Photography is a Crime? Since When?

Along with the many people, places and things that have been disappearing at a rapid pace here in our beloved City of New York; it seems our rights as citizens of the United States are disappearing too. Although this is no new news about our current society, which uses terms like “Homeland Security” in order to violate people’s privacy, it hit a bit closer to home yesterday. Well-known Greenpoint Blogger Miss. Heather of New York Shitty was stopped and questioned by the police while taking photographs of Christmas decorations!

Here is what happened in her words:

I just arrived home from one of the most infuriating experiences I have ever had in my life. Although I plan to write a tongue-in-cheek post about it after I finish this email, I want to give you a quick rundown because the implications for anyone who takes the Bill of Rights seriously are NOT good.

Today I decided to go out and take pictures. This is something I have done 2-3 times a week for two years. Today, however, is the first time I have been DETAINED BY THE POLICE for doing so. Was I trespassing? No. Was I told why I was being detained? YES. After demanding to be told THREE TIMES: someone called 311 and reported a "suspicious person" taking photographs.

Now I will be the first person to admit that the intersection of Kingsland Avenue and Herbert Street is NOT located in the nicest neighborhood in the world, but does that bar a person (and anyone who has met me can attest that I hardly look like Public Enemy #1) from walking over there and taking photographs? If you were to hear the line of questioning the police "officer" used, one would certainly think so:

P.O.: If you live in north Greenpoint, what are you doing here?
Me: Taking pictures, is that against the law?
P.O.: No.
Me: Hausman Street always goes all-out with their Christmas decorations; I just got done taking pictures of them.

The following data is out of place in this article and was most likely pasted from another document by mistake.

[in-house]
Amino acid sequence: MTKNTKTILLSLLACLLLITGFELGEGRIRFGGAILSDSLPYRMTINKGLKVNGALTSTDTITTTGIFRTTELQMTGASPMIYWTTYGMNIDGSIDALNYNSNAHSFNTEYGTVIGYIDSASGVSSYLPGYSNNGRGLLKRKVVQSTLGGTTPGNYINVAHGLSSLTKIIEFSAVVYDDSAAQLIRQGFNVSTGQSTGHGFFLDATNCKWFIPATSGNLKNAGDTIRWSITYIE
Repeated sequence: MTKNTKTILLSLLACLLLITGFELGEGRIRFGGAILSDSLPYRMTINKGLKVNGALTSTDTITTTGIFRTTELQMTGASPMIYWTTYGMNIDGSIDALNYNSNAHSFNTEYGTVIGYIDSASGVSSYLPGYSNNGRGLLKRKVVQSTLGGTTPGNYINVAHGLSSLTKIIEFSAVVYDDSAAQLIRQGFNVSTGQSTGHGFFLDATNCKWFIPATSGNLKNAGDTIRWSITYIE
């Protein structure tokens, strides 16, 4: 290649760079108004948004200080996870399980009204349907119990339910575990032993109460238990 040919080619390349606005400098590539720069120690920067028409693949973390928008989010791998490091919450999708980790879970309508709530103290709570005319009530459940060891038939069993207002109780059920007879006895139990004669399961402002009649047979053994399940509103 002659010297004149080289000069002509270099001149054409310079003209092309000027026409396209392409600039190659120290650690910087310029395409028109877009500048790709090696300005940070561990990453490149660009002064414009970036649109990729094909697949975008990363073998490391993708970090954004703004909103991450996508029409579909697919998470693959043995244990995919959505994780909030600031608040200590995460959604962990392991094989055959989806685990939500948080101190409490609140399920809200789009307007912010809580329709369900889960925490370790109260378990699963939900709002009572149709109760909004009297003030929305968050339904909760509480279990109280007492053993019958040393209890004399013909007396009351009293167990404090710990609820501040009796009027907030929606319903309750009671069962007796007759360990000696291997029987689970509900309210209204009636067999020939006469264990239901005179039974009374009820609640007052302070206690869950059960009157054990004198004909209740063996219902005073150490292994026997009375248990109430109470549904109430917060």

My identification was pored over, recorded and shown to (who I was told) a police Lieutenant (who pulled up in an unmarked police car). Obviously I was let go without a citation (I suppose they couldn't figure out what to charge me with), but my personal information will now grace a file folder at the 94th Precinct.

I have a creeping suspicion a contractor on Kingsland made this phone call--- although my recent drubbing of Ms. Lancaster makes one wonder. Consider yourself warned.

In my opinion these cops would be an asset to the Department Buildings Violations Bureau, imagine if they used that energy to question the contractors on what is going on at the construction sites? Just this afternoon I walked by Scarano’s building on Bond Street which has signs all over it, “Workers must Wear Hard Hats, and guess what? Nobody was! Oh well, it’s their head not mine.

I guess it makes more sense to go after a woman wearing a Sanrio hat taking pictures of Christmas decorations.

But I digress, I have actually been a bit hesitant to take photos of that building myself these days as not only does the building look like a bunker, he has loud barking attack dogs on the premises and they’ve recently put up signs that there are surveillance cameras on the premises. (Who was it that the Italians allied themselves with during WW II again?)

So kids, especially you blogger types that like to take photos and do not have the benefit of a press badge, be careful out there.


DavidK. said...

That is a serious f***ed up story. It's insane that the police would do this. What? If you take photos of Xmas decorations, the terrorists win?

I think everyone should go to this intersection when Miss Heather was harassed and shutterbug the night away! I'm actually quite serious this time.

BZA said...

I wanted to post to Shitty but couldn't negotiate the comments system there, so hopefully she'll see this here.

While anything is possible, as somebody who spends A LOT of time taking pictures all over the city, it's pretty UNlikely vengeance was the motivation here. NYPD has their own agenda, & the real estate creeps-- tho' influential elsewhere-- do not really factor in. (In fact, in most cases, cops would be rather antagonistic towards developers: class war, baby, & cops are near the bottom.)

That said, NYPD has draconian quotas in the guise of "performance standards" &, combined with the post- "war on terror" horseshit, PLENTY of innocent folks are being put through the system. I'd have been just as pissed but just be thankful (for now) you weren't given a summons, which you could very well beat... if you want to take a day off & go to court.